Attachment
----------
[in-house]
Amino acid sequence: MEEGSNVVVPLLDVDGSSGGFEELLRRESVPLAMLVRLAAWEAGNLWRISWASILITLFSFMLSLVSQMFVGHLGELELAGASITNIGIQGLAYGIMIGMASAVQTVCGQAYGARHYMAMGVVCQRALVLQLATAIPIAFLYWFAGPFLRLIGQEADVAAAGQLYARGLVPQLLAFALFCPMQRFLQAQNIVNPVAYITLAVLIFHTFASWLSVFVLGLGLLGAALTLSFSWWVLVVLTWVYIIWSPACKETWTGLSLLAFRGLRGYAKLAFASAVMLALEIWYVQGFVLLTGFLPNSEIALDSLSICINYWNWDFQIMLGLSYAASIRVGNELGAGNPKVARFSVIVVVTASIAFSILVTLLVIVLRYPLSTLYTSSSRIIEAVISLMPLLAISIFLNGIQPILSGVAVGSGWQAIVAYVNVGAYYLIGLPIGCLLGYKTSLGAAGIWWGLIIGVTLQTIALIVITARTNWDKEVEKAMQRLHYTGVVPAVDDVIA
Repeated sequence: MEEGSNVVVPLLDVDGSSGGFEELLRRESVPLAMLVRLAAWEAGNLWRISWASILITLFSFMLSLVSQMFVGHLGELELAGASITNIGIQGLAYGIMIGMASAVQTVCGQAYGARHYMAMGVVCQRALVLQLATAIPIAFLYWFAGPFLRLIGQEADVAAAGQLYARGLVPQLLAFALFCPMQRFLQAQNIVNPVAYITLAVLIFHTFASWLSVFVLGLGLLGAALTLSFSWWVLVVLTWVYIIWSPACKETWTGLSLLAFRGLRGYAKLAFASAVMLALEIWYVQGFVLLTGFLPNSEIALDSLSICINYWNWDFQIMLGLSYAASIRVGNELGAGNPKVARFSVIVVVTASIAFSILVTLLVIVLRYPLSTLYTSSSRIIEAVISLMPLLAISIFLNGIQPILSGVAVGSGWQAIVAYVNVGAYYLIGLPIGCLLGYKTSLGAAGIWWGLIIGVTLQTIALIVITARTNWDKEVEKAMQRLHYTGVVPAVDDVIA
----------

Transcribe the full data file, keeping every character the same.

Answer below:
[in-house]
Amino acid sequence: MEEGSNVVVPLLDVDGSSGGFEELLRRESVPLAMLVRLAAWEAGNLWRISWASILITLFSFMLSLVSQMFVGHLGELELAGASITNIGIQGLAYGIMIGMASAVQTVCGQAYGARHYMAMGVVCQRALVLQLATAIPIAFLYWFAGPFLRLIGQEADVAAAGQLYARGLVPQLLAFALFCPMQRFLQAQNIVNPVAYITLAVLIFHTFASWLSVFVLGLGLLGAALTLSFSWWVLVVLTWVYIIWSPACKETWTGLSLLAFRGLRGYAKLAFASAVMLALEIWYVQGFVLLTGFLPNSEIALDSLSICINYWNWDFQIMLGLSYAASIRVGNELGAGNPKVARFSVIVVVTASIAFSILVTLLVIVLRYPLSTLYTSSSRIIEAVISLMPLLAISIFLNGIQPILSGVAVGSGWQAIVAYVNVGAYYLIGLPIGCLLGYKTSLGAAGIWWGLIIGVTLQTIALIVITARTNWDKEVEKAMQRLHYTGVVPAVDDVIA
Repeated sequence: MEEGSNVVVPLLDVDGSSGGFEELLRRESVPLAMLVRLAAWEAGNLWRISWASILITLFSFMLSLVSQMFVGHLGELELAGASITNIGIQGLAYGIMIGMASAVQTVCGQAYGARHYMAMGVVCQRALVLQLATAIPIAFLYWFAGPFLRLIGQEADVAAAGQLYARGLVPQLLAFALFCPMQRFLQAQNIVNPVAYITLAVLIFHTFASWLSVFVLGLGLLGAALTLSFSWWVLVVLTWVYIIWSPACKETWTGLSLLAFRGLRGYAKLAFASAVMLALEIWYVQGFVLLTGFLPNSEIALDSLSICINYWNWDFQIMLGLSYAASIRVGNELGAGNPKVARFSVIVVVTASIAFSILVTLLVIVLRYPLSTLYTSSSRIIEAVISLMPLLAISIFLNGIQPILSGVAVGSGWQAIVAYVNVGAYYLIGLPIGCLLGYKTSLGAAGIWWGLIIGVTLQTIALIVITARTNWDKEVEKAMQRLHYTGVVPAVDDVIA